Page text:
False: The video depicts a fracture in the earth's crust caused by recent earthquakes in Turkey.

By: Annet Preethi Furtado
February 24 2023

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False: The video depicts a fracture in the earth's crust caused by recent earthquakes in Turkey.


The Verdict False

This old video shows the Loess Plateau in China's Pinglu County and is unrelated to the recent earthquake that hit Turkey in February 2023.

Claim ID 393de89a


Even as Turkey and Syria attempt to recover from the extensive damage and fatalities brought about by the February 6 earthquakes that ravaged the nations, two more earthquakes of magnitude 6.4 and 5.8 struck Turkey's Hatay region on February 20. A report by AP quoted Turkey's disaster management organization saying that the recent 6.4-magnitude earthquake in Turkey left six people dead, 18 in serious condition, and 294 injured.

Since the first earthquake in Turkey and Syria, several misleading videos and images have cropped up on social media that were either linked to the quakes or purported to show their aftermath. Similarly, an eight-second video posted on social media after the February 20 earthquake claimed to show aerial footage of a deep crack in Turkey caused by the recent earthquake. On Twitter, the video was captioned, "A new earthquake of magnitude 6.4 has just occurred. This is reported to be the fracture of the earth's crust after earthquake." Another Twitter user posted the video with the caption "Turkey Syria Earthquake Caused 300 km Long Crack in Earth's Crust" but claimed in a follow-up tweet that she was unaware if the claim was fake. Several other social media users shared the same video, which has hundreds of likes, comments, and thousands of views. 

Contrary to the post's claim, this video neither depicts Turkey nor is it recent. 

In Fact

A reverse image search on one of the video's keyframes led us to another similar version of a clip with a musical soundtrack posted by an Instagram account on December 6, 2021. This confirmed that the video predates the earthquakes in Turkey and Syria.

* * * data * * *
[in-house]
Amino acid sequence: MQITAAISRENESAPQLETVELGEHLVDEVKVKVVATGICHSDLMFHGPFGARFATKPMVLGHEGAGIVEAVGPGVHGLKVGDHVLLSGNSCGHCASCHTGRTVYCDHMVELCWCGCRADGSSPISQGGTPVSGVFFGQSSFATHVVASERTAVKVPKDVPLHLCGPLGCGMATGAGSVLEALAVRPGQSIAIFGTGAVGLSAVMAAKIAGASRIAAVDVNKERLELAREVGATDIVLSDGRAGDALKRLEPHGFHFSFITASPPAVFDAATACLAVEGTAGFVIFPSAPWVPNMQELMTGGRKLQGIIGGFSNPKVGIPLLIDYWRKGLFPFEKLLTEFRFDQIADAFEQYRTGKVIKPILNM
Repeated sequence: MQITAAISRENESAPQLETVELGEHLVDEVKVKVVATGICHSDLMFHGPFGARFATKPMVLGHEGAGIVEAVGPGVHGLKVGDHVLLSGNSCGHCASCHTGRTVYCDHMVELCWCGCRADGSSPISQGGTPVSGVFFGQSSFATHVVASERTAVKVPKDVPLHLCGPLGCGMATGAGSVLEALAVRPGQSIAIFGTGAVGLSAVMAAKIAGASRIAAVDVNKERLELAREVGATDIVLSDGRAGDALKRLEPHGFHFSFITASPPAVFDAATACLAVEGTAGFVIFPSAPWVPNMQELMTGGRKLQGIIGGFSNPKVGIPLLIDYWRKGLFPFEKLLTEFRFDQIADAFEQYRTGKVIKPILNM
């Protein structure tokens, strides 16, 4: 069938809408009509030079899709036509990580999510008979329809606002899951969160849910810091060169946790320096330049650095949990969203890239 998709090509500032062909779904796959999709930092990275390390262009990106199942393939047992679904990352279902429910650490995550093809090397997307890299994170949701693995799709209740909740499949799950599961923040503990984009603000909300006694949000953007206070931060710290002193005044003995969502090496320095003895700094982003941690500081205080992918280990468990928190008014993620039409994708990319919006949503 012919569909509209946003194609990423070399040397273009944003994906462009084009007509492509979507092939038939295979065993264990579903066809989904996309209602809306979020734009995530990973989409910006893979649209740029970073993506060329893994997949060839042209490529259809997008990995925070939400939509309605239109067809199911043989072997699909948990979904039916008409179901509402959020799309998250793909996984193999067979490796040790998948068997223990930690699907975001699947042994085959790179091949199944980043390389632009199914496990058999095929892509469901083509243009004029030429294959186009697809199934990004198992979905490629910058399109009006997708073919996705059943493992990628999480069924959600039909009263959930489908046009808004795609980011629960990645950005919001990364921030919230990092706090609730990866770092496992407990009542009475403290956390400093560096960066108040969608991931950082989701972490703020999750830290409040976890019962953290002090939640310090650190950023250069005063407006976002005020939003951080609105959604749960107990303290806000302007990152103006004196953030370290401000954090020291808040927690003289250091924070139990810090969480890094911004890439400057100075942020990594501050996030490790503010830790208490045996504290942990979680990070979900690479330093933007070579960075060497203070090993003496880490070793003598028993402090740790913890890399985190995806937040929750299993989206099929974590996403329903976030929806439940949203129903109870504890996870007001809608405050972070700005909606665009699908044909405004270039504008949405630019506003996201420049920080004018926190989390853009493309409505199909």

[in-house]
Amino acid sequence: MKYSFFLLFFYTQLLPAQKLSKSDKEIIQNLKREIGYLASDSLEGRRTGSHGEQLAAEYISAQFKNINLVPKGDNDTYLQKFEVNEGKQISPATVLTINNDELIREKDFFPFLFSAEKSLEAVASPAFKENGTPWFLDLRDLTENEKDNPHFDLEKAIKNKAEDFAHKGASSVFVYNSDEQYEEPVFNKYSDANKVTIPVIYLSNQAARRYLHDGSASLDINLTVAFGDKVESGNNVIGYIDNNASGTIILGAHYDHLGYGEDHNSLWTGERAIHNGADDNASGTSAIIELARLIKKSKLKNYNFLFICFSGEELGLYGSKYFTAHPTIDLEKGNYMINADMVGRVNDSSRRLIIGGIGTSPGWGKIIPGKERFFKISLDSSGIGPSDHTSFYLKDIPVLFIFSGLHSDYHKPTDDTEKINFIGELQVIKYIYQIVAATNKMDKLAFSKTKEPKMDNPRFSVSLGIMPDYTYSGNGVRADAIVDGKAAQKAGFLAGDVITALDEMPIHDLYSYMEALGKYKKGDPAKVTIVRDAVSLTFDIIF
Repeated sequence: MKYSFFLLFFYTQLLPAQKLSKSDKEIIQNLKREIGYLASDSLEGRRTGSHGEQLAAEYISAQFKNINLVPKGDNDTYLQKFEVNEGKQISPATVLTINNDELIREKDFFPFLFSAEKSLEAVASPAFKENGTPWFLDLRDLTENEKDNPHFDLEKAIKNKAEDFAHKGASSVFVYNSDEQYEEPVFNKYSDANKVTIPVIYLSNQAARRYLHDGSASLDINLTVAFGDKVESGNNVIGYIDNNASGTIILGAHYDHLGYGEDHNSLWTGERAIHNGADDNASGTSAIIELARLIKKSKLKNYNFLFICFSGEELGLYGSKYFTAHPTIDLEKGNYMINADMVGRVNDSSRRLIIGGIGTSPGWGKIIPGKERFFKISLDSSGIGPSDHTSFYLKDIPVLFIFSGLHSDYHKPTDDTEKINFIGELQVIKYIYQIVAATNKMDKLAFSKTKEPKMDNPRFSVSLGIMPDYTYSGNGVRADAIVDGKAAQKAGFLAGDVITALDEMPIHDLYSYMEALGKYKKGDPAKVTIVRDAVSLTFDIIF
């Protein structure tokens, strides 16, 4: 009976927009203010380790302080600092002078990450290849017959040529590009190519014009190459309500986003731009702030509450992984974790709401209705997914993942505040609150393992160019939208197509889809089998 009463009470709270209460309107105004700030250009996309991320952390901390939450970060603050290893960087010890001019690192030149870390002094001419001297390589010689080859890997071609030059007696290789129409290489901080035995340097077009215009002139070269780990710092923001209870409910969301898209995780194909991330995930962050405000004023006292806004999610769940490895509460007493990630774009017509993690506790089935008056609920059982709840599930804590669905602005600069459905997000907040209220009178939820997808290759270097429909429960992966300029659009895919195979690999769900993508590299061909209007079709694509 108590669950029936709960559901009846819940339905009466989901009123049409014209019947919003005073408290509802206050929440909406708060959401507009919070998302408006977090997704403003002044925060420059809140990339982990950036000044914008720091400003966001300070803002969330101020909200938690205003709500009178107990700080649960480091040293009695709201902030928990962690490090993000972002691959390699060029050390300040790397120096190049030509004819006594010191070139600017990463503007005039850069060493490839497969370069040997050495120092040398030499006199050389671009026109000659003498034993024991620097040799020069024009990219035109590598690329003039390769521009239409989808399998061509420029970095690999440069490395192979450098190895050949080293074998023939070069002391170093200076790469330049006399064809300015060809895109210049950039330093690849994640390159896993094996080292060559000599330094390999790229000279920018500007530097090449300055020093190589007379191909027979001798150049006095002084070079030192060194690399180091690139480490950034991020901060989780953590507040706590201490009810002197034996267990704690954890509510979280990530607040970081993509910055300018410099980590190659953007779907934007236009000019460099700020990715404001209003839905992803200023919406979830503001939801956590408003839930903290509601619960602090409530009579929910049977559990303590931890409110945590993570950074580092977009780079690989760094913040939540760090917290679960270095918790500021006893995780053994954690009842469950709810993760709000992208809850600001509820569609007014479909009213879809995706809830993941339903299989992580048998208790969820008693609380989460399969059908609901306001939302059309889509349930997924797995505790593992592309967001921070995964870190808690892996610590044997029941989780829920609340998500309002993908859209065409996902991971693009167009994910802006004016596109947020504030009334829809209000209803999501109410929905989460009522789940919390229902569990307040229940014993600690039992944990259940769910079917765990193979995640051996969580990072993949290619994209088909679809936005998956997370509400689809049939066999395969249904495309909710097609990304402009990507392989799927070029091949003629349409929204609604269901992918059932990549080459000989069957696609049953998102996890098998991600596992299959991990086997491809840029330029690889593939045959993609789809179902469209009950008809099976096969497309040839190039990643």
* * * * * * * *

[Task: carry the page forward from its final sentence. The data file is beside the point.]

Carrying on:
We also found a similar video on TikTok from October 2022 with Chinese subtitles and a narrative voiceover. The Chinese caption of the TikTok video, translated to English, read: ''A straight gully on the Pinglu plateau in Shanxi divides the houses on both sides into two. Is it formed by the crustal changes over hundreds of millions of years, or is it formed by other reasons?.'' Further, the video's Chinese voiceover describes a deep gulf that is 20 kilometers long in Pinglu County, Yuncheng, Shanxi, and questions what caused the gulf, calling it a mystery. Further, we found that the same TikTok video was uploaded to YouTube by a Chinese account with the description claiming that the visuals are from the Pinglu Country. However, in the viral tweets, this YouTube video's fragments between 0:04 and 0:25 were mislabeled as visuals of the Turkey earthquake.

Furthermore, Logically geolocated the crack in the Pinglu Country on Google Maps and found that this Chinese region's geographical characteristics match those seen in the YouTube video. We observed that about twenty seconds into the YouTube video, there is a white structure on the right side of the crack and what appears to be buildings on the crack's left. We were able to locate the same on Google Earth and Google Maps, and these physical elements resemble that around the Loess Plateau. A structure with a blue roof within one of the fractures and the road patterns seen on Google Earth are other features that match the video. This proved that the video was captured in this Chinese region. 

Speaking to The Associated Press, Steve Gao, professor of geophysics at the Missouri University of Science and Technology, said, ''The cracks are definitely not related to the recent earthquakes in Turkey," adding, "They are from Pinglu County in Shanxi Province." An Yin, a professor of geology at the University of California, Los Angeles, told the news agency that the video showed the Loess Plateau.

Loess Plateau is known for its deep loess. According to National Geographic, loess is windblown sand that is light and loosely packed, unlike other soils, primarily formed by wind or when glaciers crush rocks to a fine powder. According to the article 'Soil and water loss from the Loess Plateau in China,' published on Science Direct, an online hub for academic research, owing to the unique geographic topography, soil and climatic conditions, and human activity, there has been substantial soil erosion in the Loess Plateau. River erosion and not earthquakes caused the cracks in this region. 

According to a report by Reuters, the February 6 earthquakes and the aftershocks did cause ruptures on the surface of the earth in Turkey and northern Syria. Among others, scientists at the United States Geological Survey (USGS) have documented two long cracks stretching hundreds of kilometers in the region. However, the viral video shows river erosion in China's Loess Plateau and is unrelated to the earthquakes.

The Verdict

This video showing cracks in the earth's surface is from China's Pinglu area and has nothing to do with the devastating earthquakes that struck Turkey and Syria. Therefore, we have marked the claim as false.

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Global Fact-Checks Completed

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